Normal operations expected by Sept. 21, elevated lead levels found in Imlay City
TRI-CITY AREA — Two weeks from now, on September 21, the Great Lake Water Authority (GLWA) believes their 120-inch water transmission line will have returned to normal operations.
That news came from the authority on Tuesday morning. Over the Labor Day holiday weekend, crews were able to install the final sections of new pipe at the site of the August 13 break in St. Clair County. Also, since then, the Lake Huron Water Treatment Plant began producing water to start refilling the water main. GLWA officials say 81 million gallons of water is needed to fill the 26 mile-long main as it travels from the treatment plant west to GLWA’s pumping station in Imlay Township.
“GLWA expects the filling, flushing and disinfecting process to take some time,” officials stated Tuesday, specifically 15 days.
The authority said they are working with state environment officials to implement a flushing and disinfection plan for the main.
“I want to thank everyone for their patience and understanding as we work through this very difficult situation. I also want to thank out member partner communities, our partners in the Emergency Management community and all our water utility workers both in GLWA and the municipalities who are on the ground operating their systems during this emergency,” Suzanne Coffey, Chief Executive Officer of GLWA, said last week.
A boil water advisory for Imlay City, Almont and other communities was issued on August 13, the day the main break was discovered. That advisory was lifted one week later on August 20. Late on Tuesday, August 30, the Lapeer County Health Department reported that elevated levels of lead had been found in some Imlay City homes and, in response, bottled water and water filters were made available to residents on Wednesday and Thursday at the Eastern Michigan State Fairgrounds. The filters were provided by the Michigan Department of Health and Human Services and the Department of Environment, Great Lakes and Energy.
City Manager Craig Horton said that demand for the filters was strong on Wednesday and a smaller but steady line of residents attended Thursday’s distribution event. Residents could request either a faucet or pitcher filter.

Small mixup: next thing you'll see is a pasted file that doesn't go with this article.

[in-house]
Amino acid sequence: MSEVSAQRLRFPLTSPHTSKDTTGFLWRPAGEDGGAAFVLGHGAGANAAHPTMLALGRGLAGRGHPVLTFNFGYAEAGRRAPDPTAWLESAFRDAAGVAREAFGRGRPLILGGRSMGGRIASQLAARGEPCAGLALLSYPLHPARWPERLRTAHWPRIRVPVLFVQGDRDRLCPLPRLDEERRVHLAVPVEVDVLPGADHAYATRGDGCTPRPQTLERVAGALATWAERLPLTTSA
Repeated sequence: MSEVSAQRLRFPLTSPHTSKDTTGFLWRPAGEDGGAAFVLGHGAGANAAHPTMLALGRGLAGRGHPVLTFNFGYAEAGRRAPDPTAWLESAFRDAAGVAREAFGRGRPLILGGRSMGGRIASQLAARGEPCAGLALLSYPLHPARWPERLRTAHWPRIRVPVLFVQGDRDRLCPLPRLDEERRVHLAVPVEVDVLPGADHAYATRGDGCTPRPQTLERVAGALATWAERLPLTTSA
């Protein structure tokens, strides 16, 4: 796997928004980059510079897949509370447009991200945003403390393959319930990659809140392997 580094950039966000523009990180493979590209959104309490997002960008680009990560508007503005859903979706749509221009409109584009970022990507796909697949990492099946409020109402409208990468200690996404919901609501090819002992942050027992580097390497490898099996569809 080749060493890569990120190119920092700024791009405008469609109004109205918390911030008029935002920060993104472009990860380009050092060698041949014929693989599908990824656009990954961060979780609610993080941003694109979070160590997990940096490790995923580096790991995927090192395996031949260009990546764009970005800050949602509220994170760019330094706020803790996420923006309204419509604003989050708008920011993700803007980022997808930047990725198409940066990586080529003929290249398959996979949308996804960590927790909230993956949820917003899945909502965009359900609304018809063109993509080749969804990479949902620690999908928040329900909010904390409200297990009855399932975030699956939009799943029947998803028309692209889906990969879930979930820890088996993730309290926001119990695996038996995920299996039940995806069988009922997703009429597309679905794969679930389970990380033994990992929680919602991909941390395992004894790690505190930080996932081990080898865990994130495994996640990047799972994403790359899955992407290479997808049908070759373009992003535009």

Marilyn Szost, the Lapeer County Health Department’s Emergency Preparedness Coordinator, said state personnel were also making home deliveries of water and filters and offering filter installation for those residents in need of assistance.
According to Police Chief Brett Selby the city’s most recent tests revealed low levels of lead in the water of 14 of the 22 homes that were tested.
Following the discovery of low levels of lead, the health department advised that all residents—especially those with children and pregnant persons—should use filtered or bottled water for drinking, cooking, brushing teeth and making infant formula. Lead has been found to be harmful in both children and adults.
“Tap water can continue to be used for handwashing, bathing and showering and laundry by all households,” the health department stated.
Meanwhile, the city continues to test for lead content in the city’s water supply and residents can contact the city offices to request in-home testing, Selby said.
Imlay City residents who weren’t able to attend last week’s distribution events may contact the city offices at 810-724-2135 to request a filter or inquire about bottled water.
On behalf of the city of Imlay City, Selby thanked the Eastern Michigan State Fair, it’s board and director Ian Kempf for allowing use of their facilities for multiple water and filter distribution events.
Tom Wearing started at the Tri-City Times in 1989, covering the Village of Capac as a beat reporter. He later served stints as assistant editor and editor. Today, he covers Imlay City and Almont as a staff writer. He enjoys music and plays drums and sings with various musical groups in the Detroit Metropolitan area.